100 oil workers fired for going on strike


Amnesty International says that concern for the security of trade unionists in Colombia is heightened, after more killings. 100 members of oil workers' union fired for participating in a strike. Reports of arrests, death threats and other forms of harassment.

On Wednesday, the ICEM, a 20 million member strong international federation of chemical, energy and mine workers strongly criticized the Colombian government for its brutal attempts to break a month-long strike at Ecopetrol, Colombia's national oil company.

Expressing support to the Colombian oil workers' union USO, ICEM General Secretary Fred Higgs stated in a letter to Colombian President Alvaro Uribe that Colombia's use of "armed military personnel in and around Ecopetrol's petroleum facilities has escalated the conflict," making it even more difficult to resolve.

To date, some 100 USO members and leaders have been fired for participating in the strike. There are reports of arrests, death threats and other forms of harassment against USO trade unionists and supporters.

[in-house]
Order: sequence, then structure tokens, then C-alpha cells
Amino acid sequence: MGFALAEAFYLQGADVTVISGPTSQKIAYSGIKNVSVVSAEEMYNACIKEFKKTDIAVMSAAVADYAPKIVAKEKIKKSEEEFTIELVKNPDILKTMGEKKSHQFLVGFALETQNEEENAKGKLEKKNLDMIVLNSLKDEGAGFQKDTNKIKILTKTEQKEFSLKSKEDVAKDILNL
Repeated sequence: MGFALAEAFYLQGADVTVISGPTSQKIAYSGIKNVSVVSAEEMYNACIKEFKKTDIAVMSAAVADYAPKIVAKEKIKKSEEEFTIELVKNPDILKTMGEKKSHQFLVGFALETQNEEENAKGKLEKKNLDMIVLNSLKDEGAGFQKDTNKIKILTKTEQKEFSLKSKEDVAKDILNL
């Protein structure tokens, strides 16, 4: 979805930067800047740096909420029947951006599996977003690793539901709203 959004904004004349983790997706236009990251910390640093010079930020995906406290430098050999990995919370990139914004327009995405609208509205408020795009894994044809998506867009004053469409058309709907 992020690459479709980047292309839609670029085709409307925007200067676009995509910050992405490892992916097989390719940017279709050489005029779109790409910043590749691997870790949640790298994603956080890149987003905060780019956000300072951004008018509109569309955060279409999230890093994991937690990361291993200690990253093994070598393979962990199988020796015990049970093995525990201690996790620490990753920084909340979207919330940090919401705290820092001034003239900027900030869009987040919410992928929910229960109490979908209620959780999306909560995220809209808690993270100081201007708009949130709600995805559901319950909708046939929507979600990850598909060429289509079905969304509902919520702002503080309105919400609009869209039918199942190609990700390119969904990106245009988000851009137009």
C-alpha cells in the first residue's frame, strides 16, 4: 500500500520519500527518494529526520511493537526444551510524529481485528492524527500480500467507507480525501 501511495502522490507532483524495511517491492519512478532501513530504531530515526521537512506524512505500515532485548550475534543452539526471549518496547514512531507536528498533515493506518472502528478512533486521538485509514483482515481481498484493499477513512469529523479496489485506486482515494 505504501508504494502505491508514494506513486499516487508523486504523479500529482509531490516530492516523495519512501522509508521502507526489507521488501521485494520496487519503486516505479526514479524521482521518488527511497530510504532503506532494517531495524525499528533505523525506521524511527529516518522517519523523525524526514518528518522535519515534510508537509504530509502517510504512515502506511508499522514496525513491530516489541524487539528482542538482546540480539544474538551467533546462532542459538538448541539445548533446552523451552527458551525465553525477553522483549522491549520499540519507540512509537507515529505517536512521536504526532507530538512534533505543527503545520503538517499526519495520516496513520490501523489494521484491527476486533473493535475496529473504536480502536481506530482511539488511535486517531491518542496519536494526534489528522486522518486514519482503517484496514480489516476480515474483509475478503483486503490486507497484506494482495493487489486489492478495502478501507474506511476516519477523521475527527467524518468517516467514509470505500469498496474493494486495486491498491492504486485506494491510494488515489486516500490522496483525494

The Uribe government declared the 22 April strike illegal, citing petroleum refining as an "essential service" in Colombia. In a 30 April letter to President Uribe, Higgs and the ICEM asserted the government was wrong: ILO has traditionally ruled on cases in terms of oil refining not classified "essential service."

The USO strike against Ecopetrol is over the government's restructuring of oil reserves and production in which rewritten contracts have been awarded to several of the oil multinationals creating more favorable terms.

The union contends such policies will rob Colombia of the wealth from its natural resources and is the initial move toward selling off Ecopetrol. USO is also seeking a new collective wage agreement through the strike, something the government and company claim will not be addressed.

Colombia is the most dangerous country in the world to be a trade unionist. Amnesty International reiterated its fears for the safety of trade unionists in this country, following the recent shooting of three family members of Coca-Cola union leader Efrain Guerrero, by gunmen linked to security forces.

According to Amnesty International, ”the concern for the security of trade unionists in Colombia is heightened, not only by these latest killings, but by the on-going failure to bring to justice those who kill and threaten trade unionists.”